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72% rise in workers travelling two or more hours a day

The number of commuters spending more than two hours travelling to and from work has increased by 72% over the past 10 years, according to a TUC analysis of official figures published this week.

The figures – published to mark the start of Commute Smart Week organised by Work Wise UK – show that the number of people undertaking long commutes has risen sharply across the UK, with those travelling more than two hours per day increasing from 1.7 million in 2004 to 3 million in 2014.

The analysis also shows that the number of commuters travelling for three or more hours a day has risen by 75%, from 500,000 to 880,000 over the last decade.

Women employees have borne the brunt of this growth in long commuting, with a 90% rise in those travelling for two hours or more each day and a 131% increase in those travelling three hours or more since 2004.

The biggest increases in workers commuting for more than two hours have been in the South East (103%) and the South West (102%), while the East Midlands (87%) and Wales (76%) have also seen very large rises.

When it comes to commutes of three hours per day and above, the biggest rises were in Yorkshire and the Humber (98%), the South East (91%) and the West Midlands (87%).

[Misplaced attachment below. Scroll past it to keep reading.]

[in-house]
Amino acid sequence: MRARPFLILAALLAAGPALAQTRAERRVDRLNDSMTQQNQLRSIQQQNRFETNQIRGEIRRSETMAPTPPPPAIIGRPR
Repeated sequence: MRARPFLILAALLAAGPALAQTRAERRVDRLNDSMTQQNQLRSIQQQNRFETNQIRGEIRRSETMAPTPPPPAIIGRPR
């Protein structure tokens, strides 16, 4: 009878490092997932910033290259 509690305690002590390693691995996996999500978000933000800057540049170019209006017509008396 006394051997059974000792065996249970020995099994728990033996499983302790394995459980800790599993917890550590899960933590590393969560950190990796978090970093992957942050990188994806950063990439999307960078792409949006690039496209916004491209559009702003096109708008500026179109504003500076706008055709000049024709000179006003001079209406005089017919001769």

On average, UK commuting times rose by three minutes a day from 2004 to 2014, from 52 to 55 minutes, meaning workers are spending, on average, 11 hours and 42 minutes longer a year commuting now than they were 10 years ago.

The TUC believes the increase in travelling times may be explained by:
· the 2008 recession leading to an increase in the number of people prepared to travel longer and longer distances to keep or get a job
· soaring rents and high house prices now leaving many workers unable to move to areas closer to their jobs
· lack of investment in roads and railways leading to a creaking infrastructure that means in some cases the same journey is taking longer now than it used to.

Research has shown that long commutes reduce life satisfaction, says the TUC, and while there is a tendency for those who have long commutes to have above average earnings, the huge increase in travel time means that more low-paid workers are facing longer and costlier commutes just to get to work.